I pulled up and parked my car into my assigned slot among a sea of other cars. A sign in front of the parking space reads, “Star Researcher of the Month.” There are other spots closer to the door, but this is the spot I earned.
This day is the same as the last day. I walked past rows of cubes to my own little haven – My home away from home, my cubicle. I felt a headache coming on, same as the day before, and same as the days before that. Dropping my bag down on the desk, I pressed the power button on my computer. While I was waiting for it to boot up, I opened my desk drawer and took out a bottle of Tylenol and popped two into my mouth, swallowing them without water. Grabbing my coffee mug, I headed to the fountain of youth – the coffee pot.
As I rounded the corner, I was surprised to see Tanner missing from her cube. The first week had been about getting set up – filling out paper work, getting access to network, mind-numbing busy work. But now, in her second week, she has assignments and responsibilities, and I’m accountable for her performance, or lack of. I’ll have to fix that.
But I had no coffee, and that was priority one. I made my way toward the break room, where I heard laughter. This was a sound I didn’t hear often at work.
I stepped through the break room door and saw Tanner standing next to the coffee maker. There were about a half dozen people from the office gathered around her, some seated in chairs, some perched on the edges of the counter.
“…and that’s why she laughs every time it snows.”
Tanner smiled and scanned their faces for reaction. The group was a mixture of quiet laughter and reminiscent sighs. Everyone had bright smiles on their faces.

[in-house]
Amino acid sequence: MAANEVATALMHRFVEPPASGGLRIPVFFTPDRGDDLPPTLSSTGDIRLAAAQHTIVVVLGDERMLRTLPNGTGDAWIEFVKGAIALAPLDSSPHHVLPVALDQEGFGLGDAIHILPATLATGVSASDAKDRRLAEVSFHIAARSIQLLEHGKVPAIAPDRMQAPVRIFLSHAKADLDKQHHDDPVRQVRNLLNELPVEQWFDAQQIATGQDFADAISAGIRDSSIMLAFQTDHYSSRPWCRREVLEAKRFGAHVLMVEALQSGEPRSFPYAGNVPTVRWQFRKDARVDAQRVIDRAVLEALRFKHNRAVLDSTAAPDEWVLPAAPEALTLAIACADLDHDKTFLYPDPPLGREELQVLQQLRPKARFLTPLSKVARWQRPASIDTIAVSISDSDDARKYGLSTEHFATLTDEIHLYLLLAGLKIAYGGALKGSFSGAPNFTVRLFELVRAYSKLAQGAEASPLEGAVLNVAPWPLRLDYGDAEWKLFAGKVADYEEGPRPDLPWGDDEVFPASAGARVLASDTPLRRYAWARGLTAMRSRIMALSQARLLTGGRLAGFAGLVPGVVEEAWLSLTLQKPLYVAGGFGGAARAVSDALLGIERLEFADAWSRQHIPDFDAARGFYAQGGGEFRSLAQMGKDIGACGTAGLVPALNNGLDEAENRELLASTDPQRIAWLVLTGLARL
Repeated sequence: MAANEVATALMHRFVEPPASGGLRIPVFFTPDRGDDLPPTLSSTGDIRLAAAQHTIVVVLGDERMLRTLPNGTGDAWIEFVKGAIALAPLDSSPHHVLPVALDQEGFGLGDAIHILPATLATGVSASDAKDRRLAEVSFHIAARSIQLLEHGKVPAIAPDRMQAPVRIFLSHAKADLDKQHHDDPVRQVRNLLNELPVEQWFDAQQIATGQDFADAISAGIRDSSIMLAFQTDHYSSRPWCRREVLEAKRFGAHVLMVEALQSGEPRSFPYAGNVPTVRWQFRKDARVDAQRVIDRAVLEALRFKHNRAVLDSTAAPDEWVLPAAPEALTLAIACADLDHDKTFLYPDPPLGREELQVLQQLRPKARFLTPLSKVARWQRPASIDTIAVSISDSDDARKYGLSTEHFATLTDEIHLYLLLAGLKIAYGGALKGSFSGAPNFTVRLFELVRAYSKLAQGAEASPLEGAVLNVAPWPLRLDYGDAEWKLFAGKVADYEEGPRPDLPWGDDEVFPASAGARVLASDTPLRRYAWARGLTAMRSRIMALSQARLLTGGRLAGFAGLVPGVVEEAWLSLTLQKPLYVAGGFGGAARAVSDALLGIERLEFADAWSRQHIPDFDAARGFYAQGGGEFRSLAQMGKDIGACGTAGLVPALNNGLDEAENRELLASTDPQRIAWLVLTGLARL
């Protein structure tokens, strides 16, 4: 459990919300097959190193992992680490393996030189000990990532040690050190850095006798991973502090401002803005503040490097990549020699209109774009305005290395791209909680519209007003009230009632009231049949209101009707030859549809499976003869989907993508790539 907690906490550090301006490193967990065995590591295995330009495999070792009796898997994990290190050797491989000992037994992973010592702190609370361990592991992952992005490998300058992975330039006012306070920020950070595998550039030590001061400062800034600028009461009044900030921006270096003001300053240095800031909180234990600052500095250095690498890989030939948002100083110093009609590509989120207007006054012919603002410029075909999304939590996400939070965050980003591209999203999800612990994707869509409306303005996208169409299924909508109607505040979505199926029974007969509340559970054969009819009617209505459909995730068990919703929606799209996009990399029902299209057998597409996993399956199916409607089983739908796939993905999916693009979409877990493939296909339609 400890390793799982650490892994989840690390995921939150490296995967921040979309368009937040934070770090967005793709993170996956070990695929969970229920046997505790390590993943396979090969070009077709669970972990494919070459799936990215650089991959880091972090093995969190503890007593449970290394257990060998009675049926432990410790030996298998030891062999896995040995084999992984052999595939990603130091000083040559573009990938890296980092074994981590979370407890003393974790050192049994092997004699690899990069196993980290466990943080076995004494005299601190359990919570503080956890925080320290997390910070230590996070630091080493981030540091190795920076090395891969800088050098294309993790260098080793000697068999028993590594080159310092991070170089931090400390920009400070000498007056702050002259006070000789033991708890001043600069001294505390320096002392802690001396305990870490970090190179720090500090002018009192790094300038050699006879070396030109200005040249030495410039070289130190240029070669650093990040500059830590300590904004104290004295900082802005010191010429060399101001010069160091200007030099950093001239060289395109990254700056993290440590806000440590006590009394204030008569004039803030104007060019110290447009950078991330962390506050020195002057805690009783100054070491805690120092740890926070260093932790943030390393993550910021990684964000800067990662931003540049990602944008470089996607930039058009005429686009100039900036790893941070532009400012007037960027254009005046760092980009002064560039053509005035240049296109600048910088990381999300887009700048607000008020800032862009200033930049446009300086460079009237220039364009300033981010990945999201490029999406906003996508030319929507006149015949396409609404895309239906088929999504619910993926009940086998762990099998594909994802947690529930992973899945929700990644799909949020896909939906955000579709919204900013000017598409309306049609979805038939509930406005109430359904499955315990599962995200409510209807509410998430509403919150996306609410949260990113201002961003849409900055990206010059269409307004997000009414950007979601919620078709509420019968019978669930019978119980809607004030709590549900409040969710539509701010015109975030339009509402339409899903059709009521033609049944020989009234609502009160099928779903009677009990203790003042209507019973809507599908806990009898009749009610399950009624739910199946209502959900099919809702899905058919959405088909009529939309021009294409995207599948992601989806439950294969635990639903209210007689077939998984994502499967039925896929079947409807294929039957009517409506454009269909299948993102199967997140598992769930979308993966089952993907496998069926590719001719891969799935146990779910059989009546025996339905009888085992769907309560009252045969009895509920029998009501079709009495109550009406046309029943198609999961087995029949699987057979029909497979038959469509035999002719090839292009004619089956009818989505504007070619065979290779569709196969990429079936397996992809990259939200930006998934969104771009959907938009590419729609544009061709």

“Great story, Tanner. Thank you,” Richard said, and others in the group nodded or agreed as they gathered themselves together to go back to… whatever.
I stood in the corner by the vending machine as everyone filed out of the room. Then it was quiet.
Hello, Bobby! Good morning,” Tanner said.
“Looks like you’ve made friends already,” I said, filling my cup and taking a cautious sip. I meant for it to be an agreeable statement but it ended up sounding like a question. “They seemed to be enjoying your story, anyway,” I amended.
“They’re really nice people. I was telling a story from the book, Top of the World. Have you ever heard it?”
“No, I can’t say I have.”
“Oh, it’s a great story, very poignant. I have a first edition copy, signed by the author. You are welcome to borrow it if you want.”
“Listen, Tanner, it’s great that you’re fitting in and making friends, but you have to be careful about drawing too much attention to yourself. You don’t really want to stand out – not this early. It’s best to fly under the radar.”
Tanner smiled and nodded but I could tell she didn’t get it, or maybe, she didn’t care.
“When they want someone to work the weekend, or spearhead the next ‘safety awareness campaign’ or worse yet, decide who to lay-off, who do you think is going to be the first one chosen? The person everyone knows, or the person they’ve never heard of? Being anonymous has its advantages.”
“What about getting ahead? You know, networking?” asked Tanner.